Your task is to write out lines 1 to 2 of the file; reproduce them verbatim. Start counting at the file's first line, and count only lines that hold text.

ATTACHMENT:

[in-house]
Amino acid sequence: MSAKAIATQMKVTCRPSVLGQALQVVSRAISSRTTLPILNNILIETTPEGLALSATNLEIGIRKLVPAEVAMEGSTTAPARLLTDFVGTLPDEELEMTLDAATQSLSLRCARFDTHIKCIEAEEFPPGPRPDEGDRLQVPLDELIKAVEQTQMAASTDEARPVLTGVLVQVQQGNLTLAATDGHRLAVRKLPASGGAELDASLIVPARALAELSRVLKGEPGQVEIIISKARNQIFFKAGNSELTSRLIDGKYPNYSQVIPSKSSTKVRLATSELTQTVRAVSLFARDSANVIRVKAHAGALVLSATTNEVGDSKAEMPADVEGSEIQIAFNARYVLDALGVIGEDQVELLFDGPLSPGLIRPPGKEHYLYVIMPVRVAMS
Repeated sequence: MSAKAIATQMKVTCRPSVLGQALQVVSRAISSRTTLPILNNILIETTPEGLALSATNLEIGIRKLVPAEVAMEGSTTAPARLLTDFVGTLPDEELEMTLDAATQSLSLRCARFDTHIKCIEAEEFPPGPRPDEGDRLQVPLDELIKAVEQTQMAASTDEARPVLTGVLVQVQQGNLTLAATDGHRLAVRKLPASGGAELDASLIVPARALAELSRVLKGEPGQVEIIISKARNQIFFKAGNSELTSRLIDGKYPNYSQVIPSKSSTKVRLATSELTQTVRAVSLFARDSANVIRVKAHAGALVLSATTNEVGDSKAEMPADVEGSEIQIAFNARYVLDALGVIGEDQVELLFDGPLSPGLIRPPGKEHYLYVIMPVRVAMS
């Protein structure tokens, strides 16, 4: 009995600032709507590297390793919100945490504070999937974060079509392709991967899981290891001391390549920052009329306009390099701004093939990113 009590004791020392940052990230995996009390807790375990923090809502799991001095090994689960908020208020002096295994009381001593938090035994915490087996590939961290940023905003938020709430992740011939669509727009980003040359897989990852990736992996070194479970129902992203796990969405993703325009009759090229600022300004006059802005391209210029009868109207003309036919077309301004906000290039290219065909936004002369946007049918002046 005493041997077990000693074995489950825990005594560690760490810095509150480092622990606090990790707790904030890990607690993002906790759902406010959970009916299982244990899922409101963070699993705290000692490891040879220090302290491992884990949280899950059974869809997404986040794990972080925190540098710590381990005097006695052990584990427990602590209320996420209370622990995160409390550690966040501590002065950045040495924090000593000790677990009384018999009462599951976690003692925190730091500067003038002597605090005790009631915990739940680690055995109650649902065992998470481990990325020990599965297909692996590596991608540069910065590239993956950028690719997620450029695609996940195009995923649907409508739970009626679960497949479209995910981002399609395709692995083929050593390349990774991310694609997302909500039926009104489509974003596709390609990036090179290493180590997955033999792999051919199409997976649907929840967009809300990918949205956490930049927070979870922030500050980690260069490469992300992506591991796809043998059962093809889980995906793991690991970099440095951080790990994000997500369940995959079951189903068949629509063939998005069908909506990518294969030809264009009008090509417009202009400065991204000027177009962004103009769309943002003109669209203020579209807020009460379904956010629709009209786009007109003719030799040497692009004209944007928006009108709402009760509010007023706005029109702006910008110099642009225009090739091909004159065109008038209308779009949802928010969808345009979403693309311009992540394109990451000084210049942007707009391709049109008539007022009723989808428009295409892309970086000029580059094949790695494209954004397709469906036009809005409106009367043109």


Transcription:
[in-house]
Amino acid sequence: MSAKAIATQMKVTCRPSVLGQALQVVSRAISSRTTLPILNNILIETTPEGLALSATNLEIGIRKLVPAEVAMEGSTTAPARLLTDFVGTLPDEELEMTLDAATQSLSLRCARFDTHIKCIEAEEFPPGPRPDEGDRLQVPLDELIKAVEQTQMAASTDEARPVLTGVLVQVQQGNLTLAATDGHRLAVRKLPASGGAELDASLIVPARALAELSRVLKGEPGQVEIIISKARNQIFFKAGNSELTSRLIDGKYPNYSQVIPSKSSTKVRLATSELTQTVRAVSLFARDSANVIRVKAHAGALVLSATTNEVGDSKAEMPADVEGSEIQIAFNARYVLDALGVIGEDQVELLFDGPLSPGLIRPPGKEHYLYVIMPVRVAMS